This year International Women’s Day theme is “Gender equality today for a sustainable tomorrow”, reflecting the interconnectedness amongst women’s rights, gender equality and climate justice!

Plenty of scientific data has proved that climate change has a greater and disproportionate impact towards the most vulnerable, especially for women and girls in situations of poverty, that rely mainly on natural resources for their livelihoods.

Women and girls constitute the majority of the world’s poorest, and it is exactly like climate that poverty has a gender dimension. Gender-based stereotypes that are influenced by social norms restrict women’s economic empowerment by prescribing the roles that women and men should play in society, at home and in the economic sphere. This results in women having significantly less access to information and networks, assets and resources that will enable them to respond to the adverse effects of climate change. According to Alok Sharma, the COP26 President, 80% of people displaced by the climate emergency are women and children.

It is high time that a sustainable future should be built beyond gender equality, but rather focus on gender equity!

A sustainable tomorrow is much broader than climate change and requires an understanding of complex environmental, social and economic drivers. Cooperatives, as people-centered economic models – through their values of self-help, equality and equity, and principles of voluntary and open membership and democratic control – are well-placed to address many of the issues that negatively impact women, especially to address the multifaceted issue of poverty and shape women’s wellbeing.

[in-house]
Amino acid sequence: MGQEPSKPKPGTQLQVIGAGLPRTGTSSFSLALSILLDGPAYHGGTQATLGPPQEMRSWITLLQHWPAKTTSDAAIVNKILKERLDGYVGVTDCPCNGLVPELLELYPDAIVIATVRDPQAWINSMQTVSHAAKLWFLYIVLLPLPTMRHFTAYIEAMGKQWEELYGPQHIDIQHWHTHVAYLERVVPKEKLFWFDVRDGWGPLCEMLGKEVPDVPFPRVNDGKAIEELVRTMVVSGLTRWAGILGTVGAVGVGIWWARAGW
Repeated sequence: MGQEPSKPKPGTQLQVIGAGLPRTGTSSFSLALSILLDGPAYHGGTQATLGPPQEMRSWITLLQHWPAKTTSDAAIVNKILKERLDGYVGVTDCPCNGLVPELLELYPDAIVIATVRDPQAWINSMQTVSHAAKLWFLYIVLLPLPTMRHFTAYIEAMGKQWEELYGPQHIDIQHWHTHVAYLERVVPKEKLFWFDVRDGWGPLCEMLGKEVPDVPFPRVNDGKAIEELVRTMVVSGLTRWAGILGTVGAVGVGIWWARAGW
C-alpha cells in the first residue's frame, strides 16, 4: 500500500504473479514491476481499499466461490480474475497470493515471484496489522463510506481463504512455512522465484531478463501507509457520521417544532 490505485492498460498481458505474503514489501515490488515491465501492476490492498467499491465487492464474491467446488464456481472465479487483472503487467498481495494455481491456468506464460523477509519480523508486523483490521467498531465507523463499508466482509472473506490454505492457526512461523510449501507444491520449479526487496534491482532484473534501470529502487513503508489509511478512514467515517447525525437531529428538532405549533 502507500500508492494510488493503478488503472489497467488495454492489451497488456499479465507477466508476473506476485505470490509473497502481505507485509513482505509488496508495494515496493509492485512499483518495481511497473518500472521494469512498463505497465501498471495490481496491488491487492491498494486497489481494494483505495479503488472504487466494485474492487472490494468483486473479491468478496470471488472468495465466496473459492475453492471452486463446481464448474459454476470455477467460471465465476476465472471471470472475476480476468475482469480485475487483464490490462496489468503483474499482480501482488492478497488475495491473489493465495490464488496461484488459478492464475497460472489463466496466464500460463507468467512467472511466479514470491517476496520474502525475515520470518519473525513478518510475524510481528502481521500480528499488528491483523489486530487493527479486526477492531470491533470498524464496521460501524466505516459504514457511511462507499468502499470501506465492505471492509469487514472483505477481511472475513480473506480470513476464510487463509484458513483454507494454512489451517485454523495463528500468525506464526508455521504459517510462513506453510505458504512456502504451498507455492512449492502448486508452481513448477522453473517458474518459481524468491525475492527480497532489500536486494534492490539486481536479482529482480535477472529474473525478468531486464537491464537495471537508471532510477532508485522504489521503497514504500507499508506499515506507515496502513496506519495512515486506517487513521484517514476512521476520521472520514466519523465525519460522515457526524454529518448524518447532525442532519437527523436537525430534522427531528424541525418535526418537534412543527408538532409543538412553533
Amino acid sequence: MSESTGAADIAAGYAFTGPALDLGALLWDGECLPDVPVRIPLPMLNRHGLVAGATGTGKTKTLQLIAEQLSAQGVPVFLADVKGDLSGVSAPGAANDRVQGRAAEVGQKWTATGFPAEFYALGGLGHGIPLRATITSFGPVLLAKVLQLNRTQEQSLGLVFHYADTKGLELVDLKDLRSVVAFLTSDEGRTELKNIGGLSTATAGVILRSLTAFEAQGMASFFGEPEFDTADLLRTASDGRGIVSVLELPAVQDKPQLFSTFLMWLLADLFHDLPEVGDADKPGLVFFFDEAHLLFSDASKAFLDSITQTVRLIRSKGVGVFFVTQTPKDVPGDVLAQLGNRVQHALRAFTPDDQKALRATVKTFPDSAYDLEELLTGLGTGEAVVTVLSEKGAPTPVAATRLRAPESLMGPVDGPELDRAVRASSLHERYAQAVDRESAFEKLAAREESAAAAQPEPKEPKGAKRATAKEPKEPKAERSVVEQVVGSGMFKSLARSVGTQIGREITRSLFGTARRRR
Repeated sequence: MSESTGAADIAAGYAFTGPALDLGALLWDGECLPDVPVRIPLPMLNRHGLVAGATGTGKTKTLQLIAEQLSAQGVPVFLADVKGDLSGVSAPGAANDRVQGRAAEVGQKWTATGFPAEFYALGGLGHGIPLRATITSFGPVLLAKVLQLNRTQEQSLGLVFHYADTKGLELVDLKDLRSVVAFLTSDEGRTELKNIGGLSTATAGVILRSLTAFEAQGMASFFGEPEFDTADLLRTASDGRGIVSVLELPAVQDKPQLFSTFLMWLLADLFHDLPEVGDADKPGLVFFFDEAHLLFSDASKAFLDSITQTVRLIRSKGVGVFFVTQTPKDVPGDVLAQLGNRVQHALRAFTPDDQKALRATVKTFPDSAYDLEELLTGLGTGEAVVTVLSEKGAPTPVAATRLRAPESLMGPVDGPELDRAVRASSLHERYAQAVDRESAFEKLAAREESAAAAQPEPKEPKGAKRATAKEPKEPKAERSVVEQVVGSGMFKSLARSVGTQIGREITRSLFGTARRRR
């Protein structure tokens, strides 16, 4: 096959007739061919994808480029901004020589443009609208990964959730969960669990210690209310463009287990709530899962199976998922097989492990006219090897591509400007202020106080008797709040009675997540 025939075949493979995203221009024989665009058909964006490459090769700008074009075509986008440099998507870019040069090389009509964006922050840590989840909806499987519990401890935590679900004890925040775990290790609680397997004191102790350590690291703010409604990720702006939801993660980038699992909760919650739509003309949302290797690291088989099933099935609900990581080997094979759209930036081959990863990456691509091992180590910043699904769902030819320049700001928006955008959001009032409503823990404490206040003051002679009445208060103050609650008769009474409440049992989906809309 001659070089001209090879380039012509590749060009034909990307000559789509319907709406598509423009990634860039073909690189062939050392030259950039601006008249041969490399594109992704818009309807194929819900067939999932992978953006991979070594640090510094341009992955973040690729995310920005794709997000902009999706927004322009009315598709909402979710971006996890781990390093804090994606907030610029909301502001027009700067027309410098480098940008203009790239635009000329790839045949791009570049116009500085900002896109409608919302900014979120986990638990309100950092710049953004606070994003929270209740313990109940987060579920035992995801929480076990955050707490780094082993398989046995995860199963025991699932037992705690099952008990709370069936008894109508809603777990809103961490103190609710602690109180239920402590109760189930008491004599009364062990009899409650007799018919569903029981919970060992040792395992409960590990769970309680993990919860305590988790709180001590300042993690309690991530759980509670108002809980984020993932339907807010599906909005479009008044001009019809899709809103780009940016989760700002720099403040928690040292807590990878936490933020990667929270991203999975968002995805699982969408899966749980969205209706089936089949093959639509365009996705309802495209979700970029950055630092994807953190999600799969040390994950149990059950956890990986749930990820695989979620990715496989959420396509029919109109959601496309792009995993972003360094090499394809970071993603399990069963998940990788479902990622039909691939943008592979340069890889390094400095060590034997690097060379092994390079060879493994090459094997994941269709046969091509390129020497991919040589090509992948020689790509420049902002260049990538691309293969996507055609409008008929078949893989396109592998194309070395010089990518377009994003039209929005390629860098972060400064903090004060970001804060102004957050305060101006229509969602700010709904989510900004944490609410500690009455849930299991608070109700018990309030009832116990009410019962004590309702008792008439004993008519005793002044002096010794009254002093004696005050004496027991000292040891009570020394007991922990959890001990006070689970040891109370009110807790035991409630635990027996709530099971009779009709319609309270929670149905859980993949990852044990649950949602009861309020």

Cooperatives are a tool to achieve gender equity! By increasing women’s access to resources and economic opportunities; by empowering them not only economically but also individually and socially to challenge the social and cultural norms; by creating an enabling environment

for them to use those opportunities and assets to achieve equal outcomes to men. The cooperative model has proved to be a means of building long-term resilience, allowing communities, especially women and girls, to overcome multiple crises and shocks, including the pandemic and warlike conflicts that we are experiencing nowadays.

The climate crisis requires resilient solutions that will allow for rapid, just and fair transitions!

ICA Gender Equality Committee works extensively on this direction; in mainstreaming the impact of the cooperative model in achieving gender equity and climate justice! Addressing gender inequality and empowering women is an essential pillar of our work in advancing human rights and sustainable and resilient economic development.

We echo the latest report of the Intergovernmental Panel (IPCC) which states that “Climate resilient development is enabled when governments, civil society and the private sector make

inclusive development choices that prioritize risk reduction, equity and justice..” and we commit to cooperate on this front with the global community!

Concluding, we would like to reiterate the commitment of the cooperative movement to positive peace, as the goal and means to build a society founded on the values of democracy, equality, solidarity, participation and concern for the community. The ICA GEC joins the voices of those calling for peace and diplomatic solutions to prevent the further suffering of millions of innocent people, especially of women and girls in Eastern Europe affected by the conflict in Ukraine.